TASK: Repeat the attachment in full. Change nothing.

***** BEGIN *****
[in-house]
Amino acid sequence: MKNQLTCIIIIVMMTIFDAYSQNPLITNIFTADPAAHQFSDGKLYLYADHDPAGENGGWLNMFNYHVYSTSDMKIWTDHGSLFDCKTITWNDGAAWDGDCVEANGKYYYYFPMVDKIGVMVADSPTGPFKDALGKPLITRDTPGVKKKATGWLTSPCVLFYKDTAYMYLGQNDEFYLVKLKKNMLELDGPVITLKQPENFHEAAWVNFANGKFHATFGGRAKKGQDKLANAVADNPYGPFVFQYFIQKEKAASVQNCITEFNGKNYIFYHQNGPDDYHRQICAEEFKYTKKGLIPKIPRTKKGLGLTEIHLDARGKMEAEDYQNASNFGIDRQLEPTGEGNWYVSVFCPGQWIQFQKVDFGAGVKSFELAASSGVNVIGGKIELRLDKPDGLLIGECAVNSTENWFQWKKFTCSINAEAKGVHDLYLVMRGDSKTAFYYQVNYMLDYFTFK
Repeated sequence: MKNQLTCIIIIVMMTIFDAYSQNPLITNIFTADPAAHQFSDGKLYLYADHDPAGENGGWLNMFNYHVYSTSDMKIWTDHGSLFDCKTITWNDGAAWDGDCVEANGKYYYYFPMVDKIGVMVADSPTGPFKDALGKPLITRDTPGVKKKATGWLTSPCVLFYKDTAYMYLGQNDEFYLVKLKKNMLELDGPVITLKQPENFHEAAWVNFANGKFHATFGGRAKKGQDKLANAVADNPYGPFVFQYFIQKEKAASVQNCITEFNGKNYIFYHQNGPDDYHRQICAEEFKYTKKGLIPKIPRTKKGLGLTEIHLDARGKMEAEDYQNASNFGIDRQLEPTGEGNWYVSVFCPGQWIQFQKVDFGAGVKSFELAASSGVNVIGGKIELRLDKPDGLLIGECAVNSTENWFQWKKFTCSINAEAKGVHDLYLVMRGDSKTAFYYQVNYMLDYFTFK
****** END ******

[in-house]
Amino acid sequence: MKNQLTCIIIIVMMTIFDAYSQNPLITNIFTADPAAHQFSDGKLYLYADHDPAGENGGWLNMFNYHVYSTSDMKIWTDHGSLFDCKTITWNDGAAWDGDCVEANGKYYYYFPMVDKIGVMVADSPTGPFKDALGKPLITRDTPGVKKKATGWLTSPCVLFYKDTAYMYLGQNDEFYLVKLKKNMLELDGPVITLKQPENFHEAAWVNFANGKFHATFGGRAKKGQDKLANAVADNPYGPFVFQYFIQKEKAASVQNCITEFNGKNYIFYHQNGPDDYHRQICAEEFKYTKKGLIPKIPRTKKGLGLTEIHLDARGKMEAEDYQNASNFGIDRQLEPTGEGNWYVSVFCPGQWIQFQKVDFGAGVKSFELAASSGVNVIGGKIELRLDKPDGLLIGECAVNSTENWFQWKKFTCSINAEAKGVHDLYLVMRGDSKTAFYYQVNYMLDYFTFK
Repeated sequence: MKNQLTCIIIIVMMTIFDAYSQNPLITNIFTADPAAHQFSDGKLYLYADHDPAGENGGWLNMFNYHVYSTSDMKIWTDHGSLFDCKTITWNDGAAWDGDCVEANGKYYYYFPMVDKIGVMVADSPTGPFKDALGKPLITRDTPGVKKKATGWLTSPCVLFYKDTAYMYLGQNDEFYLVKLKKNMLELDGPVITLKQPENFHEAAWVNFANGKFHATFGGRAKKGQDKLANAVADNPYGPFVFQYFIQKEKAASVQNCITEFNGKNYIFYHQNGPDDYHRQICAEEFKYTKKGLIPKIPRTKKGLGLTEIHLDARGKMEAEDYQNASNFGIDRQLEPTGEGNWYVSVFCPGQWIQFQKVDFGAGVKSFELAASSGVNVIGGKIELRLDKPDGLLIGECAVNSTENWFQWKKFTCSINAEAKGVHDLYLVMRGDSKTAFYYQVNYMLDYFTFK